As a weekend of protests calling for police reform kicks off today in Wilmington, Mayor Mike Purzycki says his office will work to prevent events in the city from turning violent.
Throughout the week, city and state police have stepped up their presence.
Police could be seen parked at the intersection of major roads in New Castle County, mounted police and city police vehicles were seen throughout the Riverfront, and law enforcement vehicles are now parked at either end of Wilmington’s Market Street and along most side streets – blocking vehicular traffic to the area that was vandalized on Saturday during a night of mass lootings.
Purzycki said in a statement to the media that State and New Castle County police officers will augment the strength of the Wilmington Police Department. He also said that he asked protest leaders to postpone the Friday event.
Delaware National Guard not expected at protests unless called to serve
Bernie Kale, spokesperson for the Delaware National Guard, says the guard is in “standby mode” and is aware that there is the potential they could be called to serve tonight.
“If the City needs our help, we will be there. But we are not planning to be there on the frontlines unless we are absolutely needed. We have 300 guardsmen on hand who are able to support this type of mission if it gets to that point. We are hoping that they will not get to the point and we fully expect that everything should go smoothly,” he said.
Nearly 2,000 people have now indicated on Facebook that they plan to attend tonight’s “We Still Can’t Breathe (March for George Floyd and Breonna Taylor)” protest at Wilmington’s Tubman-Garrett Park. After the rally, organizers say attendees will walk to the Carvel State Office Building on French Street.
Protests are also taking place elsewhere across the state. A 4 pm vigil that was scheduled in Rehoboth this afternoon has apparently been “officially canceled” by its organizers. However, reports are that many will still turn out for the event. Two other protests are due to take place in Dover on Saturday and another in Middletown on Sunday.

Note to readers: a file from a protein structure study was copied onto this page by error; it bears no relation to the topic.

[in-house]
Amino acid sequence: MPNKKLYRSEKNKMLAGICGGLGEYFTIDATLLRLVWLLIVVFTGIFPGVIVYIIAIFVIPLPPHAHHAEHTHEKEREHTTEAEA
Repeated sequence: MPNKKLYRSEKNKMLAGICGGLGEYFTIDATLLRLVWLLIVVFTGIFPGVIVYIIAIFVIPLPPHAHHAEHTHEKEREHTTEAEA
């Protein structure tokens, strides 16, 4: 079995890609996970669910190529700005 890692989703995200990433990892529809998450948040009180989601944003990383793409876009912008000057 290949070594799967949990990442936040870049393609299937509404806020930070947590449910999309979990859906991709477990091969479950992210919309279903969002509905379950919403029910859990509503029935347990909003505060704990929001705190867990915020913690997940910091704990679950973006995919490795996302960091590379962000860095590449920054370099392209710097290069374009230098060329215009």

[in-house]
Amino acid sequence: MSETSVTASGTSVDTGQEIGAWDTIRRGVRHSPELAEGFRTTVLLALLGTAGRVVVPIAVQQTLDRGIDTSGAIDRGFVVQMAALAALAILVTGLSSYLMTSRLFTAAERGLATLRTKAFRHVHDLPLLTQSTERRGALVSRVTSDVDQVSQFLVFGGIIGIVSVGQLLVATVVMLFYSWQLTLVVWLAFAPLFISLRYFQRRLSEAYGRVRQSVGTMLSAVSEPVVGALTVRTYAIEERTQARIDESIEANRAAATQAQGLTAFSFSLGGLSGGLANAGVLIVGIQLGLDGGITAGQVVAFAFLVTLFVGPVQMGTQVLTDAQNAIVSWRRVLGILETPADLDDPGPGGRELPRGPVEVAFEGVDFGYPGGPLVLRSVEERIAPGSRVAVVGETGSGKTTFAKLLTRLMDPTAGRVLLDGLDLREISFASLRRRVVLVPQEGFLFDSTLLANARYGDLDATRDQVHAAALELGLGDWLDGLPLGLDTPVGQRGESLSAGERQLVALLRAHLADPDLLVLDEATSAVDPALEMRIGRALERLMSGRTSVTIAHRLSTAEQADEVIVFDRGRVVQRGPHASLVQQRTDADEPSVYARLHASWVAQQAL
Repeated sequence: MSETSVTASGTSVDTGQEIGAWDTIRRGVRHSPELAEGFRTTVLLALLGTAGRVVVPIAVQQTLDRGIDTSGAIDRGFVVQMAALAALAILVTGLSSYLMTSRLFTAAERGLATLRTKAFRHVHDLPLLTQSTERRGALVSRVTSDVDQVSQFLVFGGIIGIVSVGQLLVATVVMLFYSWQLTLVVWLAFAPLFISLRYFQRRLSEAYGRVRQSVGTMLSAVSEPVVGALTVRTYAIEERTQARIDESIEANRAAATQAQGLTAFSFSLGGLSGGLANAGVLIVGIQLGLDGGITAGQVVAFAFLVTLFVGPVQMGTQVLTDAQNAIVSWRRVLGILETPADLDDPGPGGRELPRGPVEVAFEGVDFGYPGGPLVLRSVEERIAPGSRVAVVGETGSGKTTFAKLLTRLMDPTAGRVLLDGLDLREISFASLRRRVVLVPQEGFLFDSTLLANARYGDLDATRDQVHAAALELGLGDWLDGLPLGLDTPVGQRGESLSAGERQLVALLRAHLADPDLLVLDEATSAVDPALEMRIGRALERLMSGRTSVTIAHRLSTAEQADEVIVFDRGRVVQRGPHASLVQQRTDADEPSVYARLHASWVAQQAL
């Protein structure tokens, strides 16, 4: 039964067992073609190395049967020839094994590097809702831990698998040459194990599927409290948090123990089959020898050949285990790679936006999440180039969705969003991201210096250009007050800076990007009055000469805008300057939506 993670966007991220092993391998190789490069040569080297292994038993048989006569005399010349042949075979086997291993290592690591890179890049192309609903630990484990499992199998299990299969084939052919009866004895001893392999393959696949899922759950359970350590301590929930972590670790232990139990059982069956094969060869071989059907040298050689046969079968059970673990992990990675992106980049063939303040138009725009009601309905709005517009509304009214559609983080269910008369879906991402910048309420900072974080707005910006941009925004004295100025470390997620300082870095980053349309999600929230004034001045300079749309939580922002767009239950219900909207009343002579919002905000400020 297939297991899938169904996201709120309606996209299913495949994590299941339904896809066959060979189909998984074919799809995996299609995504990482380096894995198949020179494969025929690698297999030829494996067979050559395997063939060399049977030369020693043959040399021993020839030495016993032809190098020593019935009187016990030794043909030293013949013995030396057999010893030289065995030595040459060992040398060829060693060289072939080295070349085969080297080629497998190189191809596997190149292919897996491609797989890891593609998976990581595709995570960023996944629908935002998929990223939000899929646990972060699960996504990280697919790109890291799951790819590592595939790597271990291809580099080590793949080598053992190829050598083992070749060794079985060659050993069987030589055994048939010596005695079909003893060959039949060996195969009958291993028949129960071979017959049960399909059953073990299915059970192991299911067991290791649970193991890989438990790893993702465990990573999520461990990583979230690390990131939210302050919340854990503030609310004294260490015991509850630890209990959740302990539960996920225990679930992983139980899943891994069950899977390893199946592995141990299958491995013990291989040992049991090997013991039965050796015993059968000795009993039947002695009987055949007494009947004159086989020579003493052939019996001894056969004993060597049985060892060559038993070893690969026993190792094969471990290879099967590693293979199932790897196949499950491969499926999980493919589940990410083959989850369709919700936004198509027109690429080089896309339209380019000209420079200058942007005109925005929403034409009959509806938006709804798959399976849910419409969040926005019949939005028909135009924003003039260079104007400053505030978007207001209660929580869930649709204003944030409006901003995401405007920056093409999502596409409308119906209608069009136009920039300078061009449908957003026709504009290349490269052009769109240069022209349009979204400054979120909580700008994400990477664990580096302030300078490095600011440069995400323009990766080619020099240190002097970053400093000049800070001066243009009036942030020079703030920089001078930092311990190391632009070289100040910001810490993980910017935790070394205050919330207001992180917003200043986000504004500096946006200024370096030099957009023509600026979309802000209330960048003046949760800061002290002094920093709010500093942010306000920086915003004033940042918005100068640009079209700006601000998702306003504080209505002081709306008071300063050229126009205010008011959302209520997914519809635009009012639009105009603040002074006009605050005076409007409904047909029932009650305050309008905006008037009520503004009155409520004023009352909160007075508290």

Garrison Davis, one of the lead protest organizers of the “We Still Can’t Breathe” protest, said he did not know whether the walk would include Market Street. Garrison and others met with Purzycki, Governor Carney and Attorney General Kathy Jennings this week.
Purzycki said Wilmington is prepared from a public safety and security standpoint for tonight’s protest at Tubman Garrett Park.
“We will keep our City and its residents safe,” said Mayor Purzycki. “We have no problem with peaceful protest. In fact, we will protect peaceful protest. However, we will not stand by while our city and neighborhoods are vandalized. There is no reason for it. I am sorry that I have to even address the subject of possible vandalism and looting, but we are acutely aware of what happened last weekend and will do everything to prevent anything like this from occurring again.”
The Mayor confirmed that he met this week “on a few occasions” with members of the rally’s organizing coalition and asked its leaders to postpone the Friday event.
The Mayor said he is concerned that people from outside Wilmington or Delaware will attempt to disrupt the event. Organizers have pledged that they will place coalition representatives throughout the park to try to maintain order.
“We came to the conclusion that the event is bigger than us – so many people know about it that we can’t control who shows up. Because we organized it, we believe it’s best to be there to help guide it to a safe beginning and conclusion,” said protest organizer Garrison Davis.
According to a statement from the Mayor’s office, any violence that occurs at tonight’s demonstration “will not be tolerated. State and New Castle County police officers will augment the strength of the Wilmington Police Department.”